Here is a short account by a former British Army officer who learned to dowse for water in the Sinai desert during the first World war:
“Initiation into dowsing” by J.S. Millar.
What was interesting to me was that the episode the author described followed the Gallipoli campaign, which was a time when the army desperately needed water and dowsing came to the fore, (as mentioned in earlier posts). This obviously left quiet an impression on many officers, since some went on to found the British Society of Dowsers.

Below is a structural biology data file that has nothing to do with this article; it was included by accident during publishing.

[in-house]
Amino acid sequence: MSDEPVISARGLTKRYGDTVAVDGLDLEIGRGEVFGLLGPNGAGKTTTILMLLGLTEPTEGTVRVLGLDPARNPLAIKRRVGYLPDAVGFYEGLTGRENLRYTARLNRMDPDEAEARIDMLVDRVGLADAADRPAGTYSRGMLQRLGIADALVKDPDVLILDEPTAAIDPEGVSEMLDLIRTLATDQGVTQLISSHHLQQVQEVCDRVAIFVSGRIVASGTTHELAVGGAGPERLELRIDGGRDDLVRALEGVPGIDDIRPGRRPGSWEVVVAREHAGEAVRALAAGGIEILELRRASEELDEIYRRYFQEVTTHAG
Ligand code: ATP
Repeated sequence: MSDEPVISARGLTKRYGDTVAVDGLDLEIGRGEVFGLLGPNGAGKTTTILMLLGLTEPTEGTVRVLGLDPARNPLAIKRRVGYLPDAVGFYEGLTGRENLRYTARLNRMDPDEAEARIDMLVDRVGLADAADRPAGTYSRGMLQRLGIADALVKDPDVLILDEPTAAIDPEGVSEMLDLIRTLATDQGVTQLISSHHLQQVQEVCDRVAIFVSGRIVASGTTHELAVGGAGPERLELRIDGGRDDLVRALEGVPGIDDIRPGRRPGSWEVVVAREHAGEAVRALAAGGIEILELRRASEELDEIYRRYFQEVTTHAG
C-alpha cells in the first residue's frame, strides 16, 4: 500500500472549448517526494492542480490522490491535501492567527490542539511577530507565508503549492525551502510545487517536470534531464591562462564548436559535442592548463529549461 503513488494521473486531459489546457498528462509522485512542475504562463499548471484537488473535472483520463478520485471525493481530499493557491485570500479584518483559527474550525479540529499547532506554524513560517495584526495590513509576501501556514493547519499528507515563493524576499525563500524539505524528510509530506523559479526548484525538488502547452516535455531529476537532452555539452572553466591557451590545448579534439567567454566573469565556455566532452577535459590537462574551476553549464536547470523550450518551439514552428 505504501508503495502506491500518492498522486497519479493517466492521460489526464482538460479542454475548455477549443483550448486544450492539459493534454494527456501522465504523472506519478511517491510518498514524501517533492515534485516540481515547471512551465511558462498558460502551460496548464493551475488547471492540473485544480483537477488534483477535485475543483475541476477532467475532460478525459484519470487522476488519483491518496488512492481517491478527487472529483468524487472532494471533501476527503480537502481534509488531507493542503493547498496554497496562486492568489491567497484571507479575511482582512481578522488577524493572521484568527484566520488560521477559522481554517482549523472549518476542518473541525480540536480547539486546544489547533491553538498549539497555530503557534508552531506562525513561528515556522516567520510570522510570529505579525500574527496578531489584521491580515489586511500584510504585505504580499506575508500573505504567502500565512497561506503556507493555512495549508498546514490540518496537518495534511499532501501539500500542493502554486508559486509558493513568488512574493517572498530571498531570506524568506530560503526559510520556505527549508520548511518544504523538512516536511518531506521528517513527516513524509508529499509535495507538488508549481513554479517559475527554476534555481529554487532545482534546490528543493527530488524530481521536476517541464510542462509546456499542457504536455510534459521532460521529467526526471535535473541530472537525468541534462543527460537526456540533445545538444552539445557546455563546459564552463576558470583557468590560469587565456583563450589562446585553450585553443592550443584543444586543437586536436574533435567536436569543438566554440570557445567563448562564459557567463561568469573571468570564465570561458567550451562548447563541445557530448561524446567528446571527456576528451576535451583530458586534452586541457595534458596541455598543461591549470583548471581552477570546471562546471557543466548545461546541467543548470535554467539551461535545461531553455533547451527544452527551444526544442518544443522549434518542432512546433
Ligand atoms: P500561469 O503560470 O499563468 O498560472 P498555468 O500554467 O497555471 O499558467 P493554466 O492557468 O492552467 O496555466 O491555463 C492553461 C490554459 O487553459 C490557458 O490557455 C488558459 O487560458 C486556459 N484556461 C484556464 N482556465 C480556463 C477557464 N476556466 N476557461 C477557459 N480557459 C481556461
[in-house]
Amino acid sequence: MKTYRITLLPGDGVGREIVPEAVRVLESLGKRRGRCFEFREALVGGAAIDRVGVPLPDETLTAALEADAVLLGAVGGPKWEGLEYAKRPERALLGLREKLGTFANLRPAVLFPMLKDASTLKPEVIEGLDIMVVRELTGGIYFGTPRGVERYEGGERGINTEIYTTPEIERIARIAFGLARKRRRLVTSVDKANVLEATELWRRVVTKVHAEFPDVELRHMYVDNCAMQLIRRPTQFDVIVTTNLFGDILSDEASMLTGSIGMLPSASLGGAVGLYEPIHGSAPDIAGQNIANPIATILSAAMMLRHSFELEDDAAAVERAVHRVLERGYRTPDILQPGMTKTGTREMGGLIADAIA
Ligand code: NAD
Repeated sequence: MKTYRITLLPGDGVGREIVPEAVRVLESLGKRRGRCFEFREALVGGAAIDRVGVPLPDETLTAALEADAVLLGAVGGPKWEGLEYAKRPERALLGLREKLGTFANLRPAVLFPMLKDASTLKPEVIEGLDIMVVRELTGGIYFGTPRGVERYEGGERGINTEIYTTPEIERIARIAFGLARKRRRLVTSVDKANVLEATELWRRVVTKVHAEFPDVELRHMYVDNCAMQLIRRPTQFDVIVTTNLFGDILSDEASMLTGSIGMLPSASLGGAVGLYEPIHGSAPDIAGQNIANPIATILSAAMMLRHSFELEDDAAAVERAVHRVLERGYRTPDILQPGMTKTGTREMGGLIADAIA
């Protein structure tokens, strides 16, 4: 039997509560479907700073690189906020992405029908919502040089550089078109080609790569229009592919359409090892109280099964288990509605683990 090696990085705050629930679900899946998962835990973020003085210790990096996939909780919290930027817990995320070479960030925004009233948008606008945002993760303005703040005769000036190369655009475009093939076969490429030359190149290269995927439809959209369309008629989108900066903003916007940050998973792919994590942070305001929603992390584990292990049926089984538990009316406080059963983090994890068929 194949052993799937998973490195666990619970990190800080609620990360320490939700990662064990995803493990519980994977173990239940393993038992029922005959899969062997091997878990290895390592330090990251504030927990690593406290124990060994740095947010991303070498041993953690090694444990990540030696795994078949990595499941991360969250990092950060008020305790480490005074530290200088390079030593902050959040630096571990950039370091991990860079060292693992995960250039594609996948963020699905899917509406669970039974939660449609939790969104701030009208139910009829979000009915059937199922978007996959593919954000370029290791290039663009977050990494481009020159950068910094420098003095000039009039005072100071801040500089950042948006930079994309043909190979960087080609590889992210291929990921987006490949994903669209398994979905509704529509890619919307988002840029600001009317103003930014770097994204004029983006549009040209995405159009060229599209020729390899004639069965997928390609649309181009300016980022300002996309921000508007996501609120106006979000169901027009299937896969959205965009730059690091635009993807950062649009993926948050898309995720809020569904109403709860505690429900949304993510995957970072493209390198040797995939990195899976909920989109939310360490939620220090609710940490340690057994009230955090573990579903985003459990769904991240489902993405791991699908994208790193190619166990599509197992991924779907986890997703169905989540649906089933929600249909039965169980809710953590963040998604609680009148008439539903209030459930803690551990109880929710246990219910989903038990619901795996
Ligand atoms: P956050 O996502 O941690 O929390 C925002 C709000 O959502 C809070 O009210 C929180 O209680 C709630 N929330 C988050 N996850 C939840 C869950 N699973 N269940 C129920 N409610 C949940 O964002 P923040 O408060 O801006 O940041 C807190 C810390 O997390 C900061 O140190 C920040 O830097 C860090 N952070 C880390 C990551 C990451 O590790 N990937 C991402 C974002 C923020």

The author was taught to dowse by his father, a Lieutenant-Colonel of the King’s Own Scottish Borderers, who it one must suppose used dowsing in his former life as a Water Engineer. But one thing that stands out is that the Colonel was actually map dowsing, to locate promising areas, prior to searching for water on the ground. This makes it the earliest reference to map dowsing that I have so far come across, around 1917 for this account, I would say.